Letizia Battaglia followed a most dangerous career path – capturing the life and crimes of the Mafia in Palermo, Sicily’s capital. John Gotti may have loved celebrity, but none of the Mafiosi from the old country appreciated a young, brazen woman confronting them with a Pentax. ‘If he could, he would have killed me’, Letizia remarked of Luciano Leggio, a leading figure of the Sicilian Mob.
Her work, presented in stark monochrome, depicts death and suffering in the arresting style of Don McCullin and Philip Jones Griffiths. Thematically, however, Letizia’s work may share more with that of Alexander Gardener, who used photography – then in its infancy – to confront the public with the horrors of the American Civil War.
This is what compelled Letizia to take some 600,000 photographs for the L’Ora newspaper – to shatter any romantic notions of the Cosa Nostra by depicting the rank brutality of their war on civil society. And it worked, her catalogue of dead men, women and children made a powerful impression on the people of Sicily, driving support for the heroic anti-Mafia judge Giovanni Falcone.
Shooting the Mafia isn’t just an organised crime documentary, though. It is the story of a girl and woman making her way in Sicily’s patriarchal society. Longinotto presents her subject in an intimate, engaging way, placing Letizia’s narration against a combination of stock and archival footage to tell her story.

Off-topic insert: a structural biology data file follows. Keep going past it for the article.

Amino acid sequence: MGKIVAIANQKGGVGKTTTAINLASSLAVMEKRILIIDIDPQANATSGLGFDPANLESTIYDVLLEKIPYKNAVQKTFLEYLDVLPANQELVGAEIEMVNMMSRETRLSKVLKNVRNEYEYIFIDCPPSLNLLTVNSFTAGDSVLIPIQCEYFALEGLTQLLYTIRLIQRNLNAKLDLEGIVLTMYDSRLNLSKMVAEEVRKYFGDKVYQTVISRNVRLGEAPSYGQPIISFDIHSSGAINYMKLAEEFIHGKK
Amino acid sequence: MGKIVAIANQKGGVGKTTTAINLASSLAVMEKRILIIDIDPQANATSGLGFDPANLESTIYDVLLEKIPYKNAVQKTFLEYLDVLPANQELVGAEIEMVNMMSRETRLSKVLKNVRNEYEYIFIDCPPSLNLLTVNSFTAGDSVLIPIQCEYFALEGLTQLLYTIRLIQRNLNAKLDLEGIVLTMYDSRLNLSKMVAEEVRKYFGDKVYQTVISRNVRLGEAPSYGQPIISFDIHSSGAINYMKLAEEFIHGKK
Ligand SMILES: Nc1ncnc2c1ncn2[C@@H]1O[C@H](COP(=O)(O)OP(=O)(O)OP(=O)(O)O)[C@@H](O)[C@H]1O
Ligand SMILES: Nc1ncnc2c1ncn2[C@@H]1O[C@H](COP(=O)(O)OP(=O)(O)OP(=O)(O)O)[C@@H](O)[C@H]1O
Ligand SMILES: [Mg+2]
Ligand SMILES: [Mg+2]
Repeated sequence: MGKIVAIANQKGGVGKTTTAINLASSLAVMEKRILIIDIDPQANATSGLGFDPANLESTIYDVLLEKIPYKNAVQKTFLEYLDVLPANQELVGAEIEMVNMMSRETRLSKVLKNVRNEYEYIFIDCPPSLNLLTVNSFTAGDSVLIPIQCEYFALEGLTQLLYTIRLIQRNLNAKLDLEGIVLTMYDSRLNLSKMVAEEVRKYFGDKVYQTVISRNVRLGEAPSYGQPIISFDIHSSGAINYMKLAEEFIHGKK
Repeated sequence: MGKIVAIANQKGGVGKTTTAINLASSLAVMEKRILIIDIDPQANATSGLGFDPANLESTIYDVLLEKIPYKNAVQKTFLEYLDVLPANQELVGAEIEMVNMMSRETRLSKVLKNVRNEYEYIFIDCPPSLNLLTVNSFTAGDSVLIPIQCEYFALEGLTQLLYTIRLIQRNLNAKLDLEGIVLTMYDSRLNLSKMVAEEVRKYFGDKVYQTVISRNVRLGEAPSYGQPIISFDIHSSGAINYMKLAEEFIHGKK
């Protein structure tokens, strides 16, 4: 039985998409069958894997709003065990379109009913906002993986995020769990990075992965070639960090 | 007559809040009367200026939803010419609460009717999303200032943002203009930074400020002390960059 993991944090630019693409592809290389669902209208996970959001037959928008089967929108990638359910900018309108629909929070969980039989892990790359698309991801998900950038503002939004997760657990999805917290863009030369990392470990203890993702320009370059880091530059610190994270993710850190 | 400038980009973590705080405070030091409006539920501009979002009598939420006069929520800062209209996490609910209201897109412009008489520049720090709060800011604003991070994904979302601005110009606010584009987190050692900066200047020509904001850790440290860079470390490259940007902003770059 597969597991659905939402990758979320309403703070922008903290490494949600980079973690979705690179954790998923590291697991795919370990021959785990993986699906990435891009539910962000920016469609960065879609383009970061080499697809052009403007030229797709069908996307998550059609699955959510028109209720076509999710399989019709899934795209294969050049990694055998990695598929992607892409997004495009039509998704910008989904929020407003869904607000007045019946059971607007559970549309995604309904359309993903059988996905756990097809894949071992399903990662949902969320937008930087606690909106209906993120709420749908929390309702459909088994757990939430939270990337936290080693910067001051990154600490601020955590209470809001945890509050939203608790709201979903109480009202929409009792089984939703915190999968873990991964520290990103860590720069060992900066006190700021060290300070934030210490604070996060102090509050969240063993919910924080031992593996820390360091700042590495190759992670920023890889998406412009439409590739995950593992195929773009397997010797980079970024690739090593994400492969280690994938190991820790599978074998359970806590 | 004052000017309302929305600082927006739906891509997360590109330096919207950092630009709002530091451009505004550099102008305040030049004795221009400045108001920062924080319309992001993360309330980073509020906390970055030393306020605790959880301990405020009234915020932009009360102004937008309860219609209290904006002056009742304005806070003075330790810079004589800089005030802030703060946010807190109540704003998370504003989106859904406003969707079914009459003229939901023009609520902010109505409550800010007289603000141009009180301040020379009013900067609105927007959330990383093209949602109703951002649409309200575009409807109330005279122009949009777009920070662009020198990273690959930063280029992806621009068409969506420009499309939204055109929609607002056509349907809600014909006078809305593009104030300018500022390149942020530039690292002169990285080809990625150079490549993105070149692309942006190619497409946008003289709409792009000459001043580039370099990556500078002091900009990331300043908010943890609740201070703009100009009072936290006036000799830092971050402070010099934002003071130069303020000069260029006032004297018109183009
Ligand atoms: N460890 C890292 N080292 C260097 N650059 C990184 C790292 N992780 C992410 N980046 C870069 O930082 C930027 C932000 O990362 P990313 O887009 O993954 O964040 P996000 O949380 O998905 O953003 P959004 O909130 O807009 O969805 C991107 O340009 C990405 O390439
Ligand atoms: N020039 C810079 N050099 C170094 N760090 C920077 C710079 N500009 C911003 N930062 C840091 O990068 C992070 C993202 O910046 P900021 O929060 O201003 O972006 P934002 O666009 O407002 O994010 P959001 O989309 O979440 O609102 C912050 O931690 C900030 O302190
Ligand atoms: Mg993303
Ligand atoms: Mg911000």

However, this look into her personal life can overstay its welcome. Letizia’s early life is given a quaint, romantic quality, yet the continued emphasis placed on her later relationships can be of dubious interest. After all, it is her association with organised crime that makes her interesting, not her love life. Yet, despite this, there is a resonant tenderness about how she and her lovers talk about what their relationships meant. There is no acrimony, just an open discussion of why things transpired the way they did. It’s a reflection of the contentedness that can come with age.
Her work in public life makes for the most interesting viewing, though. Letizia states the importance of having a clean political system and she is absolutely right. Corruption is the harbinger of dysfunction, destitution and death. And the man who took the fight to the Mafia – Giovanni Falcone – was a hero. When asked about his life-risking commitment to the state, he answered, ‘it’s not about state, it’s about society’.
And the island society he was trying to save was wracked with terrible violence. ‘We’d never known violence like it, there were 1000 murders one year’, Letizia recounts. She confronted this menace head-on, documenting as many crimes as she could. Indeed, it was the photos she didn’t take that ‘hurt her the most’.
Shooting the Mafia is in UK cinemas on Friday, November 29th.